2. I’m so excited, I love you Albert Park! Beautiful setting for the opening race, brings a smile to my face thinking about it. Game on.

  3. Every time I see that Ralf Schumacher shot, a certain R. Kelly song always pops into my head.

    1. I believe I can fly? If I could turn back the hands of time? Clipped Wings?

  4. How about a competition? Guess the pole position lap time!

    I’ll go for 1m 19.500

    1. We’ve already got one of those – there’s prizes and everything :-)

      Win one of ten boxed, deluxe editions of Motorsport Manager

      1. Awesome prizes! Just submitted my entry :-)

  5. Even with increased downforce I imagine the new regulations are going to lure drivers into a false sense of security with regards to how they approach flat-out/near flat out corners, could see multiple drivers binning it out of turns 5 and 12 with heavy fuel loads.

  6. Merc have had their biggest lap time advantage over the field in quali at this track since 2014 (Spain and Hungary as well) If someone else gets pole here or very close to Merc in quali it will be a good sign.

  7. I’d rather have ‘slight lift’ corners than flat outs. The elephant in the room has been that since the early 2000s classic corners like Eau Rouge are ‘easy flat’ in an f1 car. Of course if there was a tree on the exit it may liven it up but be a bit of a harsh one. The notorious Masta kink was flat out but terrified the drivers of the day. So make em scary or make em lift

  8. At last. And I’m going to miss it as I’m traveling with my brother. I’ll see a re run on Sky.

  9. Mercedes estimate that the extra drag from this year’s cars will knock 30kph

    Is that a current estimate? Based on the data from the winter tests, I would’ve guessed that the top speeds are only going to drop by 10-15 kph at most.

    1. Or not at all. Compared to last years test top speeds were slightly faster. Fastest in 2016 was Sauber but was well ahead of everyone. In 2017 all the cars but Sauber went faster than 2016 tests.

      1. That’d be nice, but my gut feeling tells me to expect a smalli(ish) drop in top speed. But definitely not 30 kph. I hope.

        1. The best top speed today was 321 kph by Vettel, the slowest competitor being Vandoorne at 312 kph.
          I did the research, last year’s top speed was set in qualifying (by Hülkenberg, not Ricciardo, btw.), so we can’t blame DRS for distorting the comparison.
          So the best top speed has only gone down by less than 10 kph, and that holds true for pretty much the entire grid, with every car setting a top speed that is less than 10 kph slower than last year’s. And we haven’t seen the cars in qualifying yet …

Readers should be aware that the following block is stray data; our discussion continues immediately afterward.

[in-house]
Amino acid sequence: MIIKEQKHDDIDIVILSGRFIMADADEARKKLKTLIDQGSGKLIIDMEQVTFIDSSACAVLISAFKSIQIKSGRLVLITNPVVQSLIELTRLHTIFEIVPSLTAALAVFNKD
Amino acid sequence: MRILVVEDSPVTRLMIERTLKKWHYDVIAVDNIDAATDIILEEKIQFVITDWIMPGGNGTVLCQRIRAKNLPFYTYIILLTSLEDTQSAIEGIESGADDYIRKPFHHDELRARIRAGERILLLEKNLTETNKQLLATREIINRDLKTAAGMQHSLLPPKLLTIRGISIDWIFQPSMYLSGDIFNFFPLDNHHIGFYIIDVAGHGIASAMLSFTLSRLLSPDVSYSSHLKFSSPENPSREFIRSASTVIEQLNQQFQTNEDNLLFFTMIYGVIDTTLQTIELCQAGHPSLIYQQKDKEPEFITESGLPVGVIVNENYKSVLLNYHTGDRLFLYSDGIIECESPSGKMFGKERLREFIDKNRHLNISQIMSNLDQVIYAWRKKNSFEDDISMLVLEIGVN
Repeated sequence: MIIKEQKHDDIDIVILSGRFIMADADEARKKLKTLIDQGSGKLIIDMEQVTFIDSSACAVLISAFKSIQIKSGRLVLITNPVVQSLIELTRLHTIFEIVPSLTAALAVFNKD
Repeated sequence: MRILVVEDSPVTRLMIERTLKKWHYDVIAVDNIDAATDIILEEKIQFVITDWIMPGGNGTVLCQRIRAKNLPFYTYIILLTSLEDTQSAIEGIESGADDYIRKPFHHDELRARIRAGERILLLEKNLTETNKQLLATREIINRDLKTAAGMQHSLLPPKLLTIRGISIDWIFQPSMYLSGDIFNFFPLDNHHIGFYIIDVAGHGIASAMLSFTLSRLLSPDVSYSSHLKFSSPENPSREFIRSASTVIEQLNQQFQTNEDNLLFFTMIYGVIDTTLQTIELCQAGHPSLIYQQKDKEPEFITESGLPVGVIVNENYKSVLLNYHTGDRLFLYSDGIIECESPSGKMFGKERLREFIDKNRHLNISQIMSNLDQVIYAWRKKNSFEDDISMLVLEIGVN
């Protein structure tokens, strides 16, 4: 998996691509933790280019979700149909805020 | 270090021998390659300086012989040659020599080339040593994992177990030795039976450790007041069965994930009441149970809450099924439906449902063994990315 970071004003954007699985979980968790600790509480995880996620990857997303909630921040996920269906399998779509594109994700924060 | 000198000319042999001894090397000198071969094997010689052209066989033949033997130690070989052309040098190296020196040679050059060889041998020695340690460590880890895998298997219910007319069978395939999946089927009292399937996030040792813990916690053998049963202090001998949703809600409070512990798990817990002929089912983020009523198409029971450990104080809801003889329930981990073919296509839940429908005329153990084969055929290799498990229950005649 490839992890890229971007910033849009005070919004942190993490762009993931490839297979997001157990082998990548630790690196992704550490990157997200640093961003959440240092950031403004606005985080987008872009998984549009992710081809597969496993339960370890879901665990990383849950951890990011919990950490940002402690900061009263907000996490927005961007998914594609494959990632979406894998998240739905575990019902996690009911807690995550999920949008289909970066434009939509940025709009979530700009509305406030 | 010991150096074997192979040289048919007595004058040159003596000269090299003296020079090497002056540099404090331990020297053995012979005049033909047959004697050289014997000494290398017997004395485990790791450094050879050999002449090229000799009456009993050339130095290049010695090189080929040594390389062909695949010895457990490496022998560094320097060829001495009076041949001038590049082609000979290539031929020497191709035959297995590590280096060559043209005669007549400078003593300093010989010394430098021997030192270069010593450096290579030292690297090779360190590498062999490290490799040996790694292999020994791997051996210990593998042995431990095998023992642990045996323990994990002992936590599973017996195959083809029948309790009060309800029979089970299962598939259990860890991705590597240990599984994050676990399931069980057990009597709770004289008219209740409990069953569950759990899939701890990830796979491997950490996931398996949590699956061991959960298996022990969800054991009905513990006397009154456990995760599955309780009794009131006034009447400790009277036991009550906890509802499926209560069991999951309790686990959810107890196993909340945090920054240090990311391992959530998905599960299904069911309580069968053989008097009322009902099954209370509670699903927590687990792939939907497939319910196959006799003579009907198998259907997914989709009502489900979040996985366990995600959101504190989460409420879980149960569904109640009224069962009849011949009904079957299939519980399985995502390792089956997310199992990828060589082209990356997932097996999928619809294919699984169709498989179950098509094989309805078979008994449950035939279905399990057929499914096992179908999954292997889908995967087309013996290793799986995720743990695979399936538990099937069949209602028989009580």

Myth: debunked?

  10. flabbio brioche
    22nd March 2017, 16:01

    i think
    1) Ukyo Katayama
    2) Ralph Firman
    3) Tarso Marques

    1. Heh, I think it was Tiago Montiero driving the two seater minardi in the Ultimate speed comparison today, so… well… anything can happen!

      1. Correction, it was Zsolt Baumgartner!

  11. I’m in the very fortunate position of being a guest of the Volkswagen Group tomorrow. I’ll be traipsing around the Paddock Club with an inflated sense of self-importance.

  12. Fudge Kobayashi (@)
    23rd March 2017, 11:55

    Keen to see F1 in 4K this weekend! Although I have a big one planned for Saturday night so my blurred vision may cancel out the extra detail…

  13. By the way, turn 6 in Albert Park is one of my favourite corners in F1. Not really that spectacular from the outside, but one of the few corners that are tricky enough to make even world champions look like rookies (Räikkönen went off in that corner twice in 2008). So difficult to get right even in racing games, and so satisfying when you do get it right, hugging the apex tightly, getting back on the throttle before you can see the exit, launching your car into the following left-hander just millimeters away from the grass …
    I vividly remember standing up in the middle of the night to watch the Friday practice in 2004, and turn 6 was one of the places where it became obvious how much faster the cars had become over the winter.